Where I grew up in the semi-rural South, kids pretended to be superheroes and wrestling superstars on the playground and loved monster truck rallies. Naturally, my Christian elementary school emphasized the physical strength of God. We sang “Onward Christian Soldiers” every day, examined detailed posters about the “armor of God,” and discussed how God’s dictates in the Old Testament should guide our politics today.
Loving a good fight isn’t limited to rural Southerners who voted for Trump because of his bombastic rhetoric. Americans from every part of the country and all levels of wealth and education are likely to love dramatic football games, won wars, and weapon-brandishing heroes. The religious and folk stories of every culture feature strong heroes rescuing their friends and villages.
I’ve been thinking about American mythology lately after watching The Power of Myth, Bill Moyers’ series of interviews with Joseph Campbell, where Campbell discusses his theories of universal myths and the importance of mythology. Since Americans are from a variety of traditions, we had to invent our own unique mythology. Campbell points out that a primary vehicle for modern mythology is the movies. Of course, Americans also have stories from major world religions, particularly Christianity, Islam, and Judaism. Sometimes we turn these religious stories into profitable movies, but they aren’t nearly as profitable as Marvel and DC Comics superhero films.
If humanity were to die out through some method that preserved our digital debris—our articles and movies and Netflix histories—what would distant alien researchers conclude about Americans in the early 21st Century? Perhaps they would think we worshipped a pantheon of gods and that the most powerful was named Superman.
They might note that many of our gods were composites of human and animal—Spider-Man, Batman, Wolverine. I imagine these alien researchers examining our gods with wonder, much as we admire ancient Egyptian gods with the heads of cats and dogs.
Christians often successfully market their wares, but the Christian movie industry, and even the Christian figurine industry, doesn’t have nearly the cultural cache of the superhero industry.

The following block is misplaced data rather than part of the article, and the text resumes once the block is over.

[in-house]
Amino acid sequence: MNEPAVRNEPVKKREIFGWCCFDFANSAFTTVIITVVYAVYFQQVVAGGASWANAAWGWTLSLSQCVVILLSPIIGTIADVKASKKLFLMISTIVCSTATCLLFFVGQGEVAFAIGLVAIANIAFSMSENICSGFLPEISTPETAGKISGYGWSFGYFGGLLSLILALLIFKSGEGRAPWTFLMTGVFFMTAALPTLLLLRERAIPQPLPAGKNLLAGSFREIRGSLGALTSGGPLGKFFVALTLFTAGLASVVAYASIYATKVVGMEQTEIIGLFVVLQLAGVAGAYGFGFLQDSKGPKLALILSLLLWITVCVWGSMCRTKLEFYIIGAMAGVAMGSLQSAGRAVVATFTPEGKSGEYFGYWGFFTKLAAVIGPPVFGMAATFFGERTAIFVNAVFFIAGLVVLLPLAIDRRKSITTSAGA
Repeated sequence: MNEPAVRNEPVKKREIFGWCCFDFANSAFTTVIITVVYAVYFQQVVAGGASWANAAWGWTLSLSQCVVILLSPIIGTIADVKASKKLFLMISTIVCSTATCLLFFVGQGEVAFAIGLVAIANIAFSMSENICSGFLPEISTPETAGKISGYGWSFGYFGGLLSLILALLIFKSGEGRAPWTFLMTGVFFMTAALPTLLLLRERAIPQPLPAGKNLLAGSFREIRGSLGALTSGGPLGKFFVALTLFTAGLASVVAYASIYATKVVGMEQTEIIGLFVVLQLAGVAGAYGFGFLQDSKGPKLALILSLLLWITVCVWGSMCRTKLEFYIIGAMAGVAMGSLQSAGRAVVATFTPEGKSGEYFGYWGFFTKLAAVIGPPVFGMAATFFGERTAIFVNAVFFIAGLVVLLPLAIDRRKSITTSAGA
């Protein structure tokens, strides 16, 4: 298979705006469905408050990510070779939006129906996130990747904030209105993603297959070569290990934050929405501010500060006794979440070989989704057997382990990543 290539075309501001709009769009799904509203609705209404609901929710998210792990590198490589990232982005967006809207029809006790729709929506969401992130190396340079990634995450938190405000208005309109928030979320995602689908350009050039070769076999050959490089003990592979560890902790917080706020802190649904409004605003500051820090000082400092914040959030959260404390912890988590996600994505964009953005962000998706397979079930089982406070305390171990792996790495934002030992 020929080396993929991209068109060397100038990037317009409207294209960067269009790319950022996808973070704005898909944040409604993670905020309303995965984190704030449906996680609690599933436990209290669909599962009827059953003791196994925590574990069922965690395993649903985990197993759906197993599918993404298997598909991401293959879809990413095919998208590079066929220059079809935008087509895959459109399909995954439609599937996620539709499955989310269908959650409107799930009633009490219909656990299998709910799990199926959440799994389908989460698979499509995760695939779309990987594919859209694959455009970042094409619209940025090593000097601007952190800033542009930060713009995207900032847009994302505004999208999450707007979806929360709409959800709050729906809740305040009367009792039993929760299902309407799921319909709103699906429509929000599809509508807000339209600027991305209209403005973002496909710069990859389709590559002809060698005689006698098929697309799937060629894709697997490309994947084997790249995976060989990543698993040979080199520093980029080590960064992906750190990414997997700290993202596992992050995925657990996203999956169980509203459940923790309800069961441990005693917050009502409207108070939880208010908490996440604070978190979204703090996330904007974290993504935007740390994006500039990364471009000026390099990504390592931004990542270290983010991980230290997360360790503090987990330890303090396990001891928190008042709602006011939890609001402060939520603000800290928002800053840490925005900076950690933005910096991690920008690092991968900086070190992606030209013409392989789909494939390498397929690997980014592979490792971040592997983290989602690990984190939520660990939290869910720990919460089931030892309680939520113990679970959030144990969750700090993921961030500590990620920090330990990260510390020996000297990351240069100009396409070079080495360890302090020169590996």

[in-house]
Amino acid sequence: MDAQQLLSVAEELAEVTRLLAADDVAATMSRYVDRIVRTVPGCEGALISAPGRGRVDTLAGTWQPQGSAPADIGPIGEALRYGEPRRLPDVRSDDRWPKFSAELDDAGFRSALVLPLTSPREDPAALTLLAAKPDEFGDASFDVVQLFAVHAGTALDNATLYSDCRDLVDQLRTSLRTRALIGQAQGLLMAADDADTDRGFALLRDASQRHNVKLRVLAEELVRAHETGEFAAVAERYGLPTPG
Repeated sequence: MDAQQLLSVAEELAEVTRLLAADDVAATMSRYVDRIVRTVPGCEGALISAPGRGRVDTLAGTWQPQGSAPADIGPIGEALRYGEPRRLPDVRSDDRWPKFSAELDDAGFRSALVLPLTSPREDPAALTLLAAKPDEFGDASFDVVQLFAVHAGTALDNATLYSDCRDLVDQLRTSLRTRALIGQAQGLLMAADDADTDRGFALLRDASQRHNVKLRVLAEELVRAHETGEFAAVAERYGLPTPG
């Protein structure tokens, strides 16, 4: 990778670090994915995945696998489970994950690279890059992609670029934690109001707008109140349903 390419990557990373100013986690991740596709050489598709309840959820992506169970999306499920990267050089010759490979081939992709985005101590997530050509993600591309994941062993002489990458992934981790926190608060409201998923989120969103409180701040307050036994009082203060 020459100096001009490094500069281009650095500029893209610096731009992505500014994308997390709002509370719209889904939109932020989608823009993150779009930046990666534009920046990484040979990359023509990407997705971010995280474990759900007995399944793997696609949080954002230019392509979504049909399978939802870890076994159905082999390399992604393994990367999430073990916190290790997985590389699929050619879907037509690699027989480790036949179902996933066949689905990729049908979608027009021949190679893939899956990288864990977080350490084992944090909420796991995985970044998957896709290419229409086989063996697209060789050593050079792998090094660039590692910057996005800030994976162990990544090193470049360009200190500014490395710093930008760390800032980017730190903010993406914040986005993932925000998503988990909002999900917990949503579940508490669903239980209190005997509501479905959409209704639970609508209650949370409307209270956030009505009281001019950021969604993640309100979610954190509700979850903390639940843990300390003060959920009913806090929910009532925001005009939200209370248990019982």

Superheroes sell because their mythologies appeal to so many modern Americans. I’m not going all Moral Majority on you right now. I’m not saying we should ban superheroes because we’ve turned them into idols. I’m just saying the popularity of superheroes must say something about our cultural values. Perhaps it’s a sign, for example, that we still want stories about heroes with special weapons and flashy heroics. On the other hand, maybe we don’t only go to the movies for special effects and familiar storylines, but also because we hunger for stories about supernatural beings capable of justice and self-sacrifice.
Most of our ancestors began as polytheists. Perhaps we still long for a team of gods who seem human enough to relate to, to root for, to love. In movies, superheroes have clear (and usually predictable) character arcs. They are greater than we are, but not so great that we expect them to be perfect. If Spider-Man is selfish at the beginning of the story, he’ll become more giving by the end. He’s extraordinary, but he has something to learn. And we learn lessons with him. Of course, you might well point out, Spider-Man and Superman are supposed to be fictional. Our expectations for them are naturally lower than our expectations for deities at the center of major world religions.
One problem famous atheists have found in the Bible is that God in Scripture doesn’t meet their expectation for a perfect God—that God seems violent and cruel in the Old Testament, and benevolent in the New Testament. This is an oversimplification of the complex presentation of God throughout Scripture. But still.
Theologians have wrestled with this narrative issue since the origins of Christianity. When Marcion proposed that the God of the Old Testament was an entirely different (and evil) being when compared to the God of the New Testament, foundational Church fathers like Tertullian, Polycarp, and Irenaeus championed the chronology of Scripture as the portrait of one good God.
Maybe our cultural fascination with superheroes has nothing to do with our national frustration over God revealed in Scripture, with our desire for gods whose stories make sense. Perhaps we love superheroes simply because we’re scared, in need of rescue. In a world that seems increasingly complex, with endless amounts of news and bad news at our fingertips, we are looking for a hero who is simple but strong. Superhuman, but sometimes weak. Christ almost does the trick, but he was weaponless (according to most interpretations). In a violent world, what help is a weaponless God, without political or physical power?
In a larger sense, I’m asking—is it possible for our culture to crave stories about a hero who sacrifices himself for peace rather than one who wields weapons in battle?
Please leave your thoughts on this topic. What do you think about the importance (or unimportance) of superhero stories? What theologians do you think best address the differing portrayals of God throughout Scripture?